my is a valid attribute name, so : my is presumed to be an attribute.
$d is not a valid attribute name, so : $d is taken to be the else expression of the conditional.
Thanks for the explanation! (I eventually figured out that it must be something like that, and updated my post; but probably it was after you had already begun yours.)
Since the word ‘attribute’ does not occur in perlop or perlsyn, and since no other punctuation mark requires a visit to perlfunc to figure out how it parses, I wonder if it might be appropriate for the precedence table to mention this unexpected (by me) interaction?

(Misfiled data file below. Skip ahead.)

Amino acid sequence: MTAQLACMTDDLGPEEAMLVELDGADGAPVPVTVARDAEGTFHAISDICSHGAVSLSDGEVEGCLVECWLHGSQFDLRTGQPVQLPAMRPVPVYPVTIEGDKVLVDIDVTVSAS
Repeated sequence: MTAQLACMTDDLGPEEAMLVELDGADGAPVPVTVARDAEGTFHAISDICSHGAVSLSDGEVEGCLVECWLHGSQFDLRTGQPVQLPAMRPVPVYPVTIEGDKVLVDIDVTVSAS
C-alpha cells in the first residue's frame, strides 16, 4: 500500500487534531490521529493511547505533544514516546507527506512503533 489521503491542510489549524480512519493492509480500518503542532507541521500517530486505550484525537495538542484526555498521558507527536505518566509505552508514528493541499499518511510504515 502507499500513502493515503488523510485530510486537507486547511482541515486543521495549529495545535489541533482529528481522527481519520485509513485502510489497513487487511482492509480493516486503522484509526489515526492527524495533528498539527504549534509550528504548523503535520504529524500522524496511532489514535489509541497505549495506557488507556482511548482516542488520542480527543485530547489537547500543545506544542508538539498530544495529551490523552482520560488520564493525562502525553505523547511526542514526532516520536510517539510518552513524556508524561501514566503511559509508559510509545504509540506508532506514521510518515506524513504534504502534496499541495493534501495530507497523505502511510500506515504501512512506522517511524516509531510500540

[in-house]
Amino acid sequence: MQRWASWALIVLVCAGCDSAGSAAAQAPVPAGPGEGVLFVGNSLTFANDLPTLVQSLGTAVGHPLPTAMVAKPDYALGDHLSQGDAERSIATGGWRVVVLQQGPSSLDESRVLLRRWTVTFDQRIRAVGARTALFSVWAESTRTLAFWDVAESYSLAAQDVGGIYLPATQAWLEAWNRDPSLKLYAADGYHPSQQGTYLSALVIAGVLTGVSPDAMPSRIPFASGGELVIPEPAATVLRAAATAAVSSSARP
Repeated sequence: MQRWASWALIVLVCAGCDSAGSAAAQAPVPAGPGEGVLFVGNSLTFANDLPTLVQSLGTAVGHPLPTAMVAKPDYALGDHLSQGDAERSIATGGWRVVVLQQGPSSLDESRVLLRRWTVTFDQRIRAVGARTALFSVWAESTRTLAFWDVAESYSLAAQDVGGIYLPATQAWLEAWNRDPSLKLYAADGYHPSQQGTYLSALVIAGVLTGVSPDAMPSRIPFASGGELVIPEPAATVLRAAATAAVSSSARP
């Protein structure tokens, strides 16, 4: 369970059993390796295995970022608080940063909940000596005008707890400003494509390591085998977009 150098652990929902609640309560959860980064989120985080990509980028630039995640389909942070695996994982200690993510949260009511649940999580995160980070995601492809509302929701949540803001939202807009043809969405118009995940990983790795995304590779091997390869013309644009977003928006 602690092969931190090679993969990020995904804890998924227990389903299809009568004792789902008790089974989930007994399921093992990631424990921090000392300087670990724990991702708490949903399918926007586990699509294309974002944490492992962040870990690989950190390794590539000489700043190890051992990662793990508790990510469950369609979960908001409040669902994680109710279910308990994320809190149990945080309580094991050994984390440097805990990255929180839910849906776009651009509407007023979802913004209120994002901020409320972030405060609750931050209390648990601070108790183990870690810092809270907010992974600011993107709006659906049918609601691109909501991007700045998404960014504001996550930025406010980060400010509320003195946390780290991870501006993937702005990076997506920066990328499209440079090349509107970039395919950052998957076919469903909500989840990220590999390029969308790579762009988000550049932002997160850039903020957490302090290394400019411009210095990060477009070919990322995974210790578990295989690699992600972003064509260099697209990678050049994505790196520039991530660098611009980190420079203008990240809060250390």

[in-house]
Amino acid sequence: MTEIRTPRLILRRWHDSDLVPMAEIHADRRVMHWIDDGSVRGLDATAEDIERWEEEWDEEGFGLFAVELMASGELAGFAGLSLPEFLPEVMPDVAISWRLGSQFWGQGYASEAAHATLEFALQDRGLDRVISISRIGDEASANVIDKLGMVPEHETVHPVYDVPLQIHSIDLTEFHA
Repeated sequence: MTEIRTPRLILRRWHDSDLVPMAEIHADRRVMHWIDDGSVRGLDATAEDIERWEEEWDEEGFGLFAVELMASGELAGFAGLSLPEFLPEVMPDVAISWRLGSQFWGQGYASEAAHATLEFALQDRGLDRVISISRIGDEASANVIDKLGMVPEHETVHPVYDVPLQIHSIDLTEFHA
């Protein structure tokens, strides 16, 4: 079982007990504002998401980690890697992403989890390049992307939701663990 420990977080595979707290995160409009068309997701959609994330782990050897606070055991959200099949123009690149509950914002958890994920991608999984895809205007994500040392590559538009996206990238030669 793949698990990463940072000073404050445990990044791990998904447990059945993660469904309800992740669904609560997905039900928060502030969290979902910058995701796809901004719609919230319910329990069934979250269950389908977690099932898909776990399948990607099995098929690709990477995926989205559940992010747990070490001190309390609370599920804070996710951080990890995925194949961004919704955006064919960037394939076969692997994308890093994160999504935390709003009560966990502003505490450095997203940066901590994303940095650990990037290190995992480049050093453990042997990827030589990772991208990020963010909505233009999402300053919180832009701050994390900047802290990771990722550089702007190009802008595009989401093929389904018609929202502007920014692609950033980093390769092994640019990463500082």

Note that conditionally executing my is officially undefined behaviour.
Good to know, thanks. Is there any unified list of officially undefined things? I know, for example, by luck, that $i++ + ++$i can officially do whatever it wants, but I had no idea about this; who knows what other corner cases I'm missing?
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